Grinding down glyphosate-resistant weeds with cereal rye and planting green


There’s no silver bullet when it comes to managing weeds, and managing herbicide resistant populations is even tougher. One of the best ways to get ahead of weeds is crop competition. Jim Stute, independent research agronomist, has been evaluating the role of cereal rye as a weed suppressing crop to surprising results.

Recorded at the National No-Till Conference at St. Louis, Missouri, in this video RealAgriculture’s Kara Oosterhuis gets the goods on how using rye in rotation ahead of soybeans can get the jump on not just early weed control, but later emerging weeds as well.

Stute’s work has looked at cereal rye’s role in suppressing the big baddies: waterhemp, giant ragweed, and mare’s tail. This specific project combines not only the use of fall-seeded cereal rye, but also two different seeding rates and termination timing of the rye.

The project is designed to suss out if it’s just biomass driving the weed suppression, or if it’s the rye itself that’s responsible.

“If we terminate the rye late, what we call planting green, so the beans are planted, they’re already up, we wait until the rye pollinates, we’re seeing across species 90 to 95 per cent suppression, which is huge from a weed competition standpoint. The good news is even if we terminate right at planting, we’re seeing a 50 per cent reduction in populations and a slight yield bump of two to three per cent in soybeans. So that’s huge also, and we’re getting the weed suppression benefit. And if we can reduce the number of post emergence applications, also resistance management. It’s huge,” Stute says. There was, however, a yield reduction in beans with late termination. (Story continues below video)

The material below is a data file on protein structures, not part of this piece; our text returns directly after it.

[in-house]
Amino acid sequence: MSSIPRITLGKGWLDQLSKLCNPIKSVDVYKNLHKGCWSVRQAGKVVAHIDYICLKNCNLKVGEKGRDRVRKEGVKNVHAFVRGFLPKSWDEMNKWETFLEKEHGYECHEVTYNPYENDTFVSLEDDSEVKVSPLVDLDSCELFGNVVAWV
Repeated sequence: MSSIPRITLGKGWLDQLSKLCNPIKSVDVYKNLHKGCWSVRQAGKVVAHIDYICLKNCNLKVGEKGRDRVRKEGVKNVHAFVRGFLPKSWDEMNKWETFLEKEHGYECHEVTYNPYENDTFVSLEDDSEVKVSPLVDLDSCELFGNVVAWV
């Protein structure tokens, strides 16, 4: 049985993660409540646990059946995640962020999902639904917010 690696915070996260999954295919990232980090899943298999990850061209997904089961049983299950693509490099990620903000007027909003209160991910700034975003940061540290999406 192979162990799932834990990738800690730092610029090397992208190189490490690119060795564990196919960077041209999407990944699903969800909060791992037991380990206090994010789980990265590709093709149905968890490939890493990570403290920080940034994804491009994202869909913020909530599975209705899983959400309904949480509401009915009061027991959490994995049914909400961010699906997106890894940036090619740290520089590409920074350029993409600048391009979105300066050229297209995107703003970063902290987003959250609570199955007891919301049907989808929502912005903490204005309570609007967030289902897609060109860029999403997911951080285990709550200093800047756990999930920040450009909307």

This impressive weed suppression has impacts throughout the growing season and impacts other spray decisions as well, Stute says.

“What that does is it shifts the emergence of those weed populations to later in the season, but when we can still apply the herbicide. That means we can maybe get away with one post emergence application,” he says. The decreased overall weed population is a cost savings for the farmer, but also another step towards resistance management because it saves another pass of selection pressure.

Stute works with a group of cooperator farmers on this research project, a set-up, he says, that’s invaluable to getting good data. Not only does multiple sites speed up the data collection and integrity of the numbers statistically, but trialing across many farms means the research captures more weed populations, types, and soil differences.

He adds that working with farmers means that the questions being asked or evaluated are real-world applicable right from the start.

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